David Wren-Hardin replies:

I agree with most of what you said earlier; IQ is measurable, and people don't like that. What I want to add is that it is modifiable. But past certain points, it may not make a difference on life outcomes. Other traits, such as persistence and the ability to delay gratification, may have greater effects.

I'm not going to speak for Dr. Nesbitt, but on this last point I'd say that the child's IQ has already been set by the environment he came from. My argument doesn't necessarily help the education debate, it may, in fact, it may make it bleaker: Compared to the effect of a child's surroundings in his early years, public education comes in with too little, too late. "Low IQs" are still the parents' fault, but not necessarily because of genetics.

But the take home message to me, and what I tell my kids, is that they can always be better at something than they are now, if they apply themselves at the limits of their ability.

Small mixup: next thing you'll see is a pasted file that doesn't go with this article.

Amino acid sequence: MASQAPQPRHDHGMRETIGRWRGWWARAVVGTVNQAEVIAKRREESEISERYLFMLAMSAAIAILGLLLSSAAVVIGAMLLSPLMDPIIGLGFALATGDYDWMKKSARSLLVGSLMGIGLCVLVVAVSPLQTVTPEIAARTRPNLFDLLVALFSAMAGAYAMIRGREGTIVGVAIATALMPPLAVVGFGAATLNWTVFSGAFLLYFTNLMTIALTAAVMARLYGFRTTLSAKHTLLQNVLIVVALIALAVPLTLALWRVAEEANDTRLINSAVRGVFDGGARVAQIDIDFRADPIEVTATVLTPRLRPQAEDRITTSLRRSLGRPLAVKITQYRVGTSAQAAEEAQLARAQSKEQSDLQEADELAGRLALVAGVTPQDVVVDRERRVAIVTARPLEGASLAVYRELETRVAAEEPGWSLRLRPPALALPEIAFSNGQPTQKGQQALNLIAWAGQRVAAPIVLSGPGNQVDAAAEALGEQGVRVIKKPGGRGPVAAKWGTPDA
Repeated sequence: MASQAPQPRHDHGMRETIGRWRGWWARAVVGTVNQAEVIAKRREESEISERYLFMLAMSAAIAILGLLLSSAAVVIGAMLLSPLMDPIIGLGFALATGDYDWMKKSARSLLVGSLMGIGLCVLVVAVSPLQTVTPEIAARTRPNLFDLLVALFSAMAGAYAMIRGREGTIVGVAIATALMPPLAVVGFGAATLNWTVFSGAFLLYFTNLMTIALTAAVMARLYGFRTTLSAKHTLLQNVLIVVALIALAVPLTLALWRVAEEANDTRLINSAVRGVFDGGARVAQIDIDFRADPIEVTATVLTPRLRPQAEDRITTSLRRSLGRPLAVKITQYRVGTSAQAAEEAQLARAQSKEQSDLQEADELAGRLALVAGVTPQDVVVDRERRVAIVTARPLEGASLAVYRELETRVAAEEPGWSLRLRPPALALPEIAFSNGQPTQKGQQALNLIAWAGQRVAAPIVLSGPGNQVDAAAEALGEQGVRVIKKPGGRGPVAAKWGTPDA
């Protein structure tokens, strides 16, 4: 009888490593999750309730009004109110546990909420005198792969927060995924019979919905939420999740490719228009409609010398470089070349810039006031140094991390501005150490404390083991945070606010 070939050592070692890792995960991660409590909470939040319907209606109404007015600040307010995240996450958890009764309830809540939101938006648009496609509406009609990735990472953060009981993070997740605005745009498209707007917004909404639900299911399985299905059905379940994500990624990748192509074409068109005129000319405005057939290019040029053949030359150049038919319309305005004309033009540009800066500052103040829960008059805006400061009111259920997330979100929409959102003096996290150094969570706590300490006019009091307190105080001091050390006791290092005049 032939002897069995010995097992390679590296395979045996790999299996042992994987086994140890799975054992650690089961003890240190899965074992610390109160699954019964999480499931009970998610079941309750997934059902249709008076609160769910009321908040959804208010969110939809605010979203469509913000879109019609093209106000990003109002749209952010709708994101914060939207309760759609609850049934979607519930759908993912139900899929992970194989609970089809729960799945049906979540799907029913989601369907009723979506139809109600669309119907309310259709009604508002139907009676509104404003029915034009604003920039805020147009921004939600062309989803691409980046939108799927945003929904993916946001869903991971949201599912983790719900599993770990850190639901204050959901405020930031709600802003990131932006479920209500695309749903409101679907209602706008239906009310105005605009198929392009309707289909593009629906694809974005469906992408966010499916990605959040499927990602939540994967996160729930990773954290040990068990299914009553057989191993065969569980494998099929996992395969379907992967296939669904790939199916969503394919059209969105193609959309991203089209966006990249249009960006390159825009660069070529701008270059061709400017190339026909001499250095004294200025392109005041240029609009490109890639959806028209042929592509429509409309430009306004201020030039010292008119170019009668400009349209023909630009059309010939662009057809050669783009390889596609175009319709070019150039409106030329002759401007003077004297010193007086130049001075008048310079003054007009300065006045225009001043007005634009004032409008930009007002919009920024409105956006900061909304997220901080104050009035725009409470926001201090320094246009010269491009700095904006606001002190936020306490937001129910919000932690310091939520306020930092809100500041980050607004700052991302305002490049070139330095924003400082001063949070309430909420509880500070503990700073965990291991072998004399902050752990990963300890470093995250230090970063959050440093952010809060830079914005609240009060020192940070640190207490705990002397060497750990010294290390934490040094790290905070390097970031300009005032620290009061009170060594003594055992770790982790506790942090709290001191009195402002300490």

Stefan Jovanovich sums up:

Dad would certainly have agreed with David. He thought that modern teachers' refusal to "teach to the test" was an indication of how corrupt education had become. IQ can be "taught" in the same way that people learn alphabets and sums; be repeated trial and error — taking tests again and again. It appalled him that school was made over into something that was "fun" and "self-discovery." Learning was work, and that is why the students should be paid for their results, even as early as kindergarten. That would, Dad thought, teach persistence and the ability to delay gratification — which, as David notes, are "lessons" that are vital to the growth of human happiness and accomplishment.